A. The Basics
During each spill adjustments were made to the SCAT process that were driven by spill-specific factors such as Unified Command (UC) decisions; political pressures; land owner requirements; duration of spill (instantaneous or continuous); weather and/or season; and habitat, species or archeological constraints. Adjustments to the SCAT process were usually at a level of fine detail (an extra level of STR review, extra surveys or time added to sign-off, special products or outputs to specialized stakeholders). Any adjustments to the SCAT process were in response to the specific needs of the incident and not likely to be repeatable, hence we found no new Best Practices in the SCAT process. However, what was clear is that starting with and keeping to the fundamentals of the SCAT process – scalable, flexible, and standard terminology, forms, and products – was a Best Practice and common to each incident. Each incident followed the basic SCAT process of:
Survey oiled shorelines and make treatment recommendations;
Monitor treatment and evaluate effectiveness;
Post-treatment shoreline inspections; and
The degree to which these steps are implemented depends on the complexity of the spill. Trained field personnel and an experienced SCAT Coordinator were critical to the success of the SCAT programs examined. The lack of such training and experience was identified as contributing to initial problems. However, for longer responses, the SCAT teams developed the skills needed over time. Within the foundation of the standard SCAT process, each response was able to customize the details to meet their specific needs.
B. SCAT Data Flow
There no longer seems any debate about the purpose of the SCAT program or the value it can bring to a response. The information generated by the SCAT program is critical for many needs and is used throughout the planning and operational processes to expedite an effective cleanup. How information flows through the ICS planning cycle is clearly shown in this new diagram from the Northwest Area Contingency Plan (Figure 1). The SCAT Coordinator synthesizes field data into reports used by the Environmental Unit and Planning Section to support the daily Incident Action Plan (IAP). The information and recommendations are reviewed and approved by the Planning Section and implemented by the Operations Section in shoreline cleanup. The SCAT program supports the response objectives and the mandates of the response operations, as directed and managed by the UC. Shoreline assessment data must be collected and processed quickly since it is necessary for operational decision making.
C. Spill Specific Adjustments
a. Regulatory Consultations
Recent spills across the U.S. have heightened the awareness of potential impacts to species and critical habitats under the Endangered Species Act (ESA), to Essential Fish Habitat (EFH) under the Magnuson-Stevens Fishery Conservation and Management Act, and to historical or cultural artifacts and properties under the National Historic Properties Act (NHPA). Local Area Contingency Plans and Regional Response Plans for dispersant use, in-situ burning and shoreline cleaners have received scrutiny recently due to lack of, or out-of-date ESA consultations. These laws require a pre-spill and post-spill ‘consultation’ with the trustee agency or tribe, and during a response and quick “emergency consultation” is required to heighten awareness of any seasonal differences, new resource information and/or significant changes to the response countermeasures previously identified in the Area or Regional Plans. During a response, these resources are typically addressed under Section 7 ESA and Section 106 NHPA emergency consultations with the appropriate trustee agency representatives, e.g. U.S. Fish & Wildlife Service (USFWS), NOAA National Marine Fisheries Service (NMFS), State Historic Preservation Officer (SHPO), tribes, and the National Park Service (MOA 2001). We have also found it effective to incorporate these representatives, directly into the Incident Command Post (ICP) and STR process to avoid mistakes, potential legal actions and expedite decision-making later. The trustee representatives are essential to review STRs and provide Best Management Practices (BMP) for cleanup operations to avoid adverse impacts to Threatened and Endangered (T&E) species and critical habitat, EFH, and/or historical and archeological sites.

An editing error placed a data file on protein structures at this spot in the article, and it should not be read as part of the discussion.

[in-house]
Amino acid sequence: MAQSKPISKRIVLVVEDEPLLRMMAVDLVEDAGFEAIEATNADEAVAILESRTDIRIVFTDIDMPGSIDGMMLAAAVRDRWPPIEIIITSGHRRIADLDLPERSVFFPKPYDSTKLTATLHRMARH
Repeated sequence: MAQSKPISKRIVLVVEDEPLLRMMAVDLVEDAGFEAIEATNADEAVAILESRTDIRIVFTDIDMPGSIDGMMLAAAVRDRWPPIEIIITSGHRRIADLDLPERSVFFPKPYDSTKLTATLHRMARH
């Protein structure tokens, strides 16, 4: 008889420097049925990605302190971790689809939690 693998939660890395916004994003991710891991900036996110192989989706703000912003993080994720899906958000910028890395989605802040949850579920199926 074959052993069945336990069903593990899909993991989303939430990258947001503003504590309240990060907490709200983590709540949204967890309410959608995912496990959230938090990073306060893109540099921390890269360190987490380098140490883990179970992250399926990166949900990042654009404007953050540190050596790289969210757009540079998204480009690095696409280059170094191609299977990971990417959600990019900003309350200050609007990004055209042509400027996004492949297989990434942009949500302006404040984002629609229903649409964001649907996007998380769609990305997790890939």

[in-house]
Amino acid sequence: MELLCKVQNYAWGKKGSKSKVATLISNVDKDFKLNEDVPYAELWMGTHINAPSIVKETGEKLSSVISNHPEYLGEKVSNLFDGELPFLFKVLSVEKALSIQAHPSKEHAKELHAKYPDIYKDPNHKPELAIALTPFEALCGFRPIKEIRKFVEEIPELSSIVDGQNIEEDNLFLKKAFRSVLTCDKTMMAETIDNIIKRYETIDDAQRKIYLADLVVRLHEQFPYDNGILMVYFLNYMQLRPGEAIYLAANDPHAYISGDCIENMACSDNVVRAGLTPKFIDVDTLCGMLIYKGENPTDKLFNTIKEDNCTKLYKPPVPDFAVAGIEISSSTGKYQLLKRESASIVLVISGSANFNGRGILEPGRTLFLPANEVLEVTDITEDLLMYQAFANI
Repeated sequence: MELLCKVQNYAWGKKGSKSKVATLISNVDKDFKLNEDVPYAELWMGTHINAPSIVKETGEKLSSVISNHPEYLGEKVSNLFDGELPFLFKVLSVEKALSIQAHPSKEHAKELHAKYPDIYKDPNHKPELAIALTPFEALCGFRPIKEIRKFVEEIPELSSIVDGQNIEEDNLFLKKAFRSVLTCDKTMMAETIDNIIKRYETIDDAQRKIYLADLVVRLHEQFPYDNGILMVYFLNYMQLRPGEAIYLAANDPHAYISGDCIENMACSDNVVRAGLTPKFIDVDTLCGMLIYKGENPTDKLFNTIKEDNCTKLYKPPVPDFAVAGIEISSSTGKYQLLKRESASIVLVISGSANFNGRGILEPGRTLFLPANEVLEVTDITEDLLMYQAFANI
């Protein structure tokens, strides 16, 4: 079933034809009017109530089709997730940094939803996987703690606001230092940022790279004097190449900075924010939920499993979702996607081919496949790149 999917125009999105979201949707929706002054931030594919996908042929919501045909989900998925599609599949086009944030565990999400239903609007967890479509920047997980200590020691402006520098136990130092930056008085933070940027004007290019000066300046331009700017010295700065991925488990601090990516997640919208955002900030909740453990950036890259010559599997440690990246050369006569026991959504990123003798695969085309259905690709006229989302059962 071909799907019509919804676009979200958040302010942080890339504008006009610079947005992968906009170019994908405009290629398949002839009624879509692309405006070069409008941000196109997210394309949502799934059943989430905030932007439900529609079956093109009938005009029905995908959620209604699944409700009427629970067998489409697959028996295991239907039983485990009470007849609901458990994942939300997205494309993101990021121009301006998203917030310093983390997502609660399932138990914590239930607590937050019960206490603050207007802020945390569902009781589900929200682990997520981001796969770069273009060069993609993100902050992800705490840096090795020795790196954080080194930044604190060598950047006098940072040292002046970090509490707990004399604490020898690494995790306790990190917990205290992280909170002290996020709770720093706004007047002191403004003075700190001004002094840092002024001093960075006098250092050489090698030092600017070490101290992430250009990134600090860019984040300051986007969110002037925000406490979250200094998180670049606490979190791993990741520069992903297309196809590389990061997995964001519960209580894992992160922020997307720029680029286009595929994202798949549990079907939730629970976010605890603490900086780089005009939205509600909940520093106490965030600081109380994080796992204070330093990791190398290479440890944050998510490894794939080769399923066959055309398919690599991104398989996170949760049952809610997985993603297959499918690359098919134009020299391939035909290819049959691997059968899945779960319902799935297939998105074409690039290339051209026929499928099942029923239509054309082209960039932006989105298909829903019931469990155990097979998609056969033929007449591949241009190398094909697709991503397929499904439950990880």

In very sensitive locations, special agency field monitors may be required during cleanup operations and/or during the SCAT surveys to document compliance with the BMPs. During the DWH response, historical and cultural resources were assessed by Cultural Resource Advisors (contractors) as archaeological team members (Santner, et al. 2011). Their observations were later used by the tribal and SHPO representatives to generate BMPs as part of the STR. Resource advisors (READs) and Natural Resource Advisors (NRAs=READs & CRAs, but on federal lands) oversaw both cleanup operations and some SCAT surveys, monitoring sites for bird and/or turtle nesting activities, as well as documenting compliance with the STR BMPs for ESA, Migratory Bird Treaty Act, Marine Mammal Protection Act, and the NHPA. Furthermore, there may be a need to document SCAT program compliance with any BMPs that have been developed for SCAT teams to follow during their field surveys. To guide the U.S. Coast Guard (USCG) and U.S. Environmental Protection Agency (EPA) in these matters, a detailed step-wise document was created: the Inter-agency Memorandum of Agreement Regarding Oil Spill Planning and Response Activities Under the Federal Water Pollution Control Act's National Oil and Hazardous Substances Pollution Contingency Plan and the Endangered Species Act (dated 2001), which is available at: http://www.uscg.mil/npfc/docs/PDFs/urg/App/ESA_MOA_AppA_04.pdf